Aging and loneliness

Health

Aging and loneliness

Postby CielOnTap on Mon Jan 23, 2017 3:14 pm

For seniors wanting to grow old at home, sometimes home is the only place they ever seem to be. However, social contact with the community may need a boost from organizations offering home visits to counter loneliness and perhaps encourage outings if a senior is home alone and has health needs.

In the US, there is an organization called Little Brothers, Friends of the Elderly, that makes volunteer matches with elderly needing companionship.

https://www.thestar.com/life/2017/01/23/keeping-lonely-seniors-company-keeps-them-healthy.html

Often there are community agencies that do have a friendly calling program in which volunteers phone seniors once per week to check in on their day and health and talk about topics of interest. If there is a need for information, the volunteers can look up providers for the senior to make contact with.
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Re: Aging and loneliness

Postby CielOnTap on Mon Aug 07, 2017 9:56 pm

Seniors without close relatives may find themselves aging out of their homes when they cannot keep up with the financial or physical demands of ownership.

There is something to pause over before they consider moving to retirement homes or nursing homes-the cost of living in either form of care where costs tend to move upwards, not downwards.

The high cost of all-inclusive retirment homes in Ontario:

And as life expectancy rises, baby boomers must now prepare to live to 100 instead of 85.

“You always say you’re going to save your money for a rainy day and I say ‘well it’s raining and is your nest egg enough?’ ” Irwin said.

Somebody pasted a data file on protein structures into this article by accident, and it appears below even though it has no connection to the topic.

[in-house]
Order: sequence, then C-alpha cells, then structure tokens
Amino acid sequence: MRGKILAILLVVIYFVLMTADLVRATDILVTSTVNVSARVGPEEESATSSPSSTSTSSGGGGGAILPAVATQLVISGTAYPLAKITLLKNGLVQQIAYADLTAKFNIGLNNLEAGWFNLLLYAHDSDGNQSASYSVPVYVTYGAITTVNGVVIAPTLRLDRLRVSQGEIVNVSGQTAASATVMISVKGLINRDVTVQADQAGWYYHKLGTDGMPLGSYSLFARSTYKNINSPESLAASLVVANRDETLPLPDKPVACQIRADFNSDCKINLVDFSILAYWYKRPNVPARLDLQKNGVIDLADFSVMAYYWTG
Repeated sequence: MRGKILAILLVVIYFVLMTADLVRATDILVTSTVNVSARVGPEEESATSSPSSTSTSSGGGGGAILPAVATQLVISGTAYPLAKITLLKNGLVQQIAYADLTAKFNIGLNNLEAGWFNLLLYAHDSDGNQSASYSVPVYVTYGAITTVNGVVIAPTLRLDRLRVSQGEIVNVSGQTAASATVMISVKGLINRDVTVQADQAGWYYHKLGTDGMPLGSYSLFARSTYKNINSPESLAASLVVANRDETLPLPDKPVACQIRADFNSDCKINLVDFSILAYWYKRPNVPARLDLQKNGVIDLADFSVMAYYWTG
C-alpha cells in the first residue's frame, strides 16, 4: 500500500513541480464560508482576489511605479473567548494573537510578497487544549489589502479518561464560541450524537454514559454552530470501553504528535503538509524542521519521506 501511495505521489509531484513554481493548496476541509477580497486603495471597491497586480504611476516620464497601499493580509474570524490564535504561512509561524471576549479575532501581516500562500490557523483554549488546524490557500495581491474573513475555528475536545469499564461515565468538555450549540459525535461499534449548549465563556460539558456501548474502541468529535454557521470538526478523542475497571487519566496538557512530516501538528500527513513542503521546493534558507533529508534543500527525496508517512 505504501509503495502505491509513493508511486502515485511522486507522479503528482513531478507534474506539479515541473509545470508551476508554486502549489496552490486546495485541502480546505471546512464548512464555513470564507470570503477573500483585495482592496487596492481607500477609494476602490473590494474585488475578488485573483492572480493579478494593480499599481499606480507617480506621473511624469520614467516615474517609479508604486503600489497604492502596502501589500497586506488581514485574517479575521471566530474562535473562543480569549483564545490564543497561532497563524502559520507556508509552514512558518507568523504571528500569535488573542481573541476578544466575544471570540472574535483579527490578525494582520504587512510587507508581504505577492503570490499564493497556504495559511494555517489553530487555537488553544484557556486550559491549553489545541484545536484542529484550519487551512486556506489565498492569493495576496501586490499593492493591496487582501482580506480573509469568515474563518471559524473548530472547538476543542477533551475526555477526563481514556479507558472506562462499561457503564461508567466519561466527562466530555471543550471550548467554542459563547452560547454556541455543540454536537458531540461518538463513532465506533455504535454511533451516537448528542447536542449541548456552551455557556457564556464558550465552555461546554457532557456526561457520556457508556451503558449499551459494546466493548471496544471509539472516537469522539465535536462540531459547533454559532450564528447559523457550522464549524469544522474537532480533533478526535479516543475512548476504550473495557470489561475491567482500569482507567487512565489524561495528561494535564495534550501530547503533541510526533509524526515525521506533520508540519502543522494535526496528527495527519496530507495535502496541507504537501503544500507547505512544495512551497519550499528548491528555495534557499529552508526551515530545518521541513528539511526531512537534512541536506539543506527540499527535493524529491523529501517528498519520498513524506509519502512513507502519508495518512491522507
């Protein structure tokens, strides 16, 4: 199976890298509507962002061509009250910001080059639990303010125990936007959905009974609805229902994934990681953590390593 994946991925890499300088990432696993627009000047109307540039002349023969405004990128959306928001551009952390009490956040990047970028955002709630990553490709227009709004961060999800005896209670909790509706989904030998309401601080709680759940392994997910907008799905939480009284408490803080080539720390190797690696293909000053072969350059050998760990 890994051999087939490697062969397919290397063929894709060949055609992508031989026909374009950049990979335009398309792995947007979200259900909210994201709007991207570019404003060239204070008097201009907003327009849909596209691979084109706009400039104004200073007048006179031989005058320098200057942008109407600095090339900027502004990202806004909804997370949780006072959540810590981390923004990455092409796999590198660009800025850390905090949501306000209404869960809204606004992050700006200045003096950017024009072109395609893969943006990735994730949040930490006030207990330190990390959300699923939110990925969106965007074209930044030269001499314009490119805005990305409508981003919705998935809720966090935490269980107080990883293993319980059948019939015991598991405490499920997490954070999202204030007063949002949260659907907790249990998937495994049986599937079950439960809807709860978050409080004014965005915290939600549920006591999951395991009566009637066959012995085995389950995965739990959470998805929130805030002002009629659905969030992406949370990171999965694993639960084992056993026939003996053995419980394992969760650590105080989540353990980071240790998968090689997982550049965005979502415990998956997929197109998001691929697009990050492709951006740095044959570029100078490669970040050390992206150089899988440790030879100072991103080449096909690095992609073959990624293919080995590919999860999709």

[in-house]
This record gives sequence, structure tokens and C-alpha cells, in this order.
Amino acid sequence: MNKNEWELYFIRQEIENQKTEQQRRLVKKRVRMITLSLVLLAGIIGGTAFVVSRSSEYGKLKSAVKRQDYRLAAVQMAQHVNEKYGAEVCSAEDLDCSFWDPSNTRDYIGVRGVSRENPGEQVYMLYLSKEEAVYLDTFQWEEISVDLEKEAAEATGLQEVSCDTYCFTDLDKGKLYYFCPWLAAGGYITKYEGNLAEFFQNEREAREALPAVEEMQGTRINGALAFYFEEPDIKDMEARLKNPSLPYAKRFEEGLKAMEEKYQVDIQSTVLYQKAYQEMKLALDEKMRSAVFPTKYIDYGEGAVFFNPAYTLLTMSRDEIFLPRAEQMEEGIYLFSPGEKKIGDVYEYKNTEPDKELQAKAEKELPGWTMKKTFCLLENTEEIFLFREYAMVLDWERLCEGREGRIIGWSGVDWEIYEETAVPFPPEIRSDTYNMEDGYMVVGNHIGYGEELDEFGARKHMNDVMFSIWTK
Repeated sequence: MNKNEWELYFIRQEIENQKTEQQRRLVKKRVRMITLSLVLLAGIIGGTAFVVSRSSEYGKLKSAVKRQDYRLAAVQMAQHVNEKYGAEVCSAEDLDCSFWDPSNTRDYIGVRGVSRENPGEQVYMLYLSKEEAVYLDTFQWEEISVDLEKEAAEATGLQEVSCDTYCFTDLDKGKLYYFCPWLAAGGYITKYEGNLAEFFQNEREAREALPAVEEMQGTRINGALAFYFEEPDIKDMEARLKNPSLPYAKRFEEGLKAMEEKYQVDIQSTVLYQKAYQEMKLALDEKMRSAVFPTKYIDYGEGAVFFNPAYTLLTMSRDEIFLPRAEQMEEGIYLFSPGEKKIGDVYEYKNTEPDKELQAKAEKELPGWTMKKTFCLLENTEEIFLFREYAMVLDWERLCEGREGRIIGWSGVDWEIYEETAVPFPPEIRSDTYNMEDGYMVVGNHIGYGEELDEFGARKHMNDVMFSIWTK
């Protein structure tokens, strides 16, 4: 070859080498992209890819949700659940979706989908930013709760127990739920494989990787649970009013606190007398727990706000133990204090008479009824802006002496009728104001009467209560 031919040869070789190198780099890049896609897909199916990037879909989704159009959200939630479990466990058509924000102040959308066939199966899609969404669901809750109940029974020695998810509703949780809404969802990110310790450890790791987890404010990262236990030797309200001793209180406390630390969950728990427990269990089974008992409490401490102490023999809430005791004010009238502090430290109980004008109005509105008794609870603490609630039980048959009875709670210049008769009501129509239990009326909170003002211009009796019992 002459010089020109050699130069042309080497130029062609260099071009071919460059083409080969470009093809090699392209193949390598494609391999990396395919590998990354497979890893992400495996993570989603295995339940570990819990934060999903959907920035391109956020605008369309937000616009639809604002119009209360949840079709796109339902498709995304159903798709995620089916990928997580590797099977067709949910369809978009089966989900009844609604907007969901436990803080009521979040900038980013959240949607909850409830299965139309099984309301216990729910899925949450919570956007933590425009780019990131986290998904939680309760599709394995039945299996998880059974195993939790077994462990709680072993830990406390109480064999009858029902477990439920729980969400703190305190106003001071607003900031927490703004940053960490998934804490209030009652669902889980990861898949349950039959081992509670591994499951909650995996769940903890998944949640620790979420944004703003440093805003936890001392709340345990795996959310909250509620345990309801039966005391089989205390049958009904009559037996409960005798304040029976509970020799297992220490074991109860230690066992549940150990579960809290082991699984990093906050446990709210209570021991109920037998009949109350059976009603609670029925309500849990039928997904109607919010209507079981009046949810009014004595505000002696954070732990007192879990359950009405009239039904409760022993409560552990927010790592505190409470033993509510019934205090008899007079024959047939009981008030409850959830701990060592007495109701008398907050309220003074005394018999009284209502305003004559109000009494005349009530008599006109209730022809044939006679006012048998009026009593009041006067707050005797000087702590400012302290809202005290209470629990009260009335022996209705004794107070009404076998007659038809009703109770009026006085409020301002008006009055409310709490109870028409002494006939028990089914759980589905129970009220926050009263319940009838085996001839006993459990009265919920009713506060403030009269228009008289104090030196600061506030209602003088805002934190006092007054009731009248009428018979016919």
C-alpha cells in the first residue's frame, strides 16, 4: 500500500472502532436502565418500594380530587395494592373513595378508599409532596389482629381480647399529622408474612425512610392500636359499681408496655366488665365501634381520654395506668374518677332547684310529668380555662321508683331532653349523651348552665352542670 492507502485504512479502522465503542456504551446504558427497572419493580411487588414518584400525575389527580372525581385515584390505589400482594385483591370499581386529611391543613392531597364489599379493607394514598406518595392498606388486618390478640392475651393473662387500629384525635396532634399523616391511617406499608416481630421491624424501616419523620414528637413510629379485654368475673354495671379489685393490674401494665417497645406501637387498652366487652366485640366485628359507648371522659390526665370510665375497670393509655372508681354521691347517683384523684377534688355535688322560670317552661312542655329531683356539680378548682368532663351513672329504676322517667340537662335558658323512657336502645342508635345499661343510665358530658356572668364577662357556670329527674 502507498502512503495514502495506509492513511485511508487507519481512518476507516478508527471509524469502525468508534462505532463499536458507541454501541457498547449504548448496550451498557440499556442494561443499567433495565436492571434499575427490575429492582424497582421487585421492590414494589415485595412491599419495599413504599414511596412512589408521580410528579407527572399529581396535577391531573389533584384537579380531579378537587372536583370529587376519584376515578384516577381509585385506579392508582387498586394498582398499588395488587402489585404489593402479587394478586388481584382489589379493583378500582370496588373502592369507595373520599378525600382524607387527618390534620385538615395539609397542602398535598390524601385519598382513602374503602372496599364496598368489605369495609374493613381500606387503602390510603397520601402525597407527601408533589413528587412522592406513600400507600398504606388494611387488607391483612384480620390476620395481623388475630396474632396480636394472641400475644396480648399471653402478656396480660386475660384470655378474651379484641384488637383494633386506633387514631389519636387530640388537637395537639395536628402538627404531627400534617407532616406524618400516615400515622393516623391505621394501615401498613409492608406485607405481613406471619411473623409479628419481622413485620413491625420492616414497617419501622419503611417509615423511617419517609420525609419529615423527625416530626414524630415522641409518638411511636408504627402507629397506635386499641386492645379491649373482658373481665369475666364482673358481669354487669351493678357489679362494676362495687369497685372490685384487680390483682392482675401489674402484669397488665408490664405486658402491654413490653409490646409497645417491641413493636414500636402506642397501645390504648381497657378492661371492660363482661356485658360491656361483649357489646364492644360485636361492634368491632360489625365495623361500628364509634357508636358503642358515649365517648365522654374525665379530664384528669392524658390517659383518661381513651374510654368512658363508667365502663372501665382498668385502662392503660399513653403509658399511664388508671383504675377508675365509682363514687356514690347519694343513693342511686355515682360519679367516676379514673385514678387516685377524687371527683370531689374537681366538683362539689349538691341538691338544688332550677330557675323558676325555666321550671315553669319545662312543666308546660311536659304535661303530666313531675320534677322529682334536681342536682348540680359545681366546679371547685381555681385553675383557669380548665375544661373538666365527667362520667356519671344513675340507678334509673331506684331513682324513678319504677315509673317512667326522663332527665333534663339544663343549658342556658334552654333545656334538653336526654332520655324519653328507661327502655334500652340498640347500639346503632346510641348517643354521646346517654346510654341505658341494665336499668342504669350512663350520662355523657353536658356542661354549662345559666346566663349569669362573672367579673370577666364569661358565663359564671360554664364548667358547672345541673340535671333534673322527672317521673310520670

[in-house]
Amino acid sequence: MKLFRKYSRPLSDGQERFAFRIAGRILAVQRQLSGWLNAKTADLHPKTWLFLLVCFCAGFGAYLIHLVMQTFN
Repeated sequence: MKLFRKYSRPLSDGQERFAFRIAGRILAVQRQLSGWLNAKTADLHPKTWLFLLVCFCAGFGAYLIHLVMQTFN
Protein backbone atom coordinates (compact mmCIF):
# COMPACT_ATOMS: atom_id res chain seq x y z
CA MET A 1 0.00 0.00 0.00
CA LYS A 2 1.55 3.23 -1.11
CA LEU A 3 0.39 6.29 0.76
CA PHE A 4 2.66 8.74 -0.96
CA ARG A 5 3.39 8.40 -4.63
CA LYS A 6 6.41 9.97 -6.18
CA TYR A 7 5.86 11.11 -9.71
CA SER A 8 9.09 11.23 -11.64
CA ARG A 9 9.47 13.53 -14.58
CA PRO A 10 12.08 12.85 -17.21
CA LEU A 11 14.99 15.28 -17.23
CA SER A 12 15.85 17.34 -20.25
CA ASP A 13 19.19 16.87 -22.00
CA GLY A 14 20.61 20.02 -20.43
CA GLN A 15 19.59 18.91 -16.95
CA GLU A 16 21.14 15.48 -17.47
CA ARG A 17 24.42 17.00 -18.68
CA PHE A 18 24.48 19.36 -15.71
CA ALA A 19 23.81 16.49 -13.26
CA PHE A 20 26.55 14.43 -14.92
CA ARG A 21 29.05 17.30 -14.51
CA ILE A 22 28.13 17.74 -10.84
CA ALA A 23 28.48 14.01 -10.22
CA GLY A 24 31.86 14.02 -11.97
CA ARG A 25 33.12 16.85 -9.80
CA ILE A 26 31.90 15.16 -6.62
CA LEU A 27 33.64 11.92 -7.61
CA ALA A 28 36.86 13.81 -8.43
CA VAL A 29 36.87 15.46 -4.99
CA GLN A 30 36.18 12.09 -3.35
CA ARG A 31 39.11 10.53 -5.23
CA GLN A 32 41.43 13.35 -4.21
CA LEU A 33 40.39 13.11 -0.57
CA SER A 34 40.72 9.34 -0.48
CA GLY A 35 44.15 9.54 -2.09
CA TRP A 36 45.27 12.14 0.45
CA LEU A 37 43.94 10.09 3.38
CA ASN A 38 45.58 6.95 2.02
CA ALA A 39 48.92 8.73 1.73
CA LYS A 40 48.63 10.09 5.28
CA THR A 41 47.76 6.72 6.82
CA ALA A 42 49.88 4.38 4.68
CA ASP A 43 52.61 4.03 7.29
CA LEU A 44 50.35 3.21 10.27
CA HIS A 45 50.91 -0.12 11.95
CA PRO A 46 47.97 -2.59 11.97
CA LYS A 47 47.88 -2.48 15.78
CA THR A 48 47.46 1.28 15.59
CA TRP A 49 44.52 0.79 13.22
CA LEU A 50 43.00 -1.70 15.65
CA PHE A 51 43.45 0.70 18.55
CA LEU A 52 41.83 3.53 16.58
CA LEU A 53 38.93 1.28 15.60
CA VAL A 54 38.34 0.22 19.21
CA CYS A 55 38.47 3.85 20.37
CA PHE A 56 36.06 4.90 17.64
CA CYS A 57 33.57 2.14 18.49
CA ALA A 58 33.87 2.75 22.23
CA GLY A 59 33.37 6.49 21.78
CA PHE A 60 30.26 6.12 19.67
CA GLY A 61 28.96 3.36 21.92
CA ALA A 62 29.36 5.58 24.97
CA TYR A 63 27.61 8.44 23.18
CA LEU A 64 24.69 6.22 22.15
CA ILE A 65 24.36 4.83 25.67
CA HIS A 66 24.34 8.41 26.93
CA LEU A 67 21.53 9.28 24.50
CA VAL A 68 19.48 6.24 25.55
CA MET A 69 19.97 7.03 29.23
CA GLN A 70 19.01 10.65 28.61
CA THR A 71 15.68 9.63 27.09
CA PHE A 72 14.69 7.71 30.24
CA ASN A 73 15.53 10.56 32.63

“What you’ve got is the polarization that’s everywhere else in our society. You’ve got people with money who can basically do what they like, then you have the other side basically living on Canada pension and not much more.”

https://www.thestar.com/news/gta/2017/08/06/retirement-home-rents-soar-putting-some-seniors-in-limbo.html

When supplies are rationed in order to manage costs--like bathroom tissue in nursing homes:
The Manoir Notre-Dame in Moncton said in a written notice the move is necessary because of an increase in overall costs.

“We will limit the rolls of toilet paper to two per week which will be deposited every Monday in the rooms,” the Aug. 2 notice read.

But management said if the residents exceed the number distributed, they will be able to get more toilet paper if it’s added to their prescription deliveries.

https://www.thestar.com/news/canada/2017/08/07/moncton-seniors-home-limits-weekly-toilet-paper-use-to-two-rolls-per-person.html
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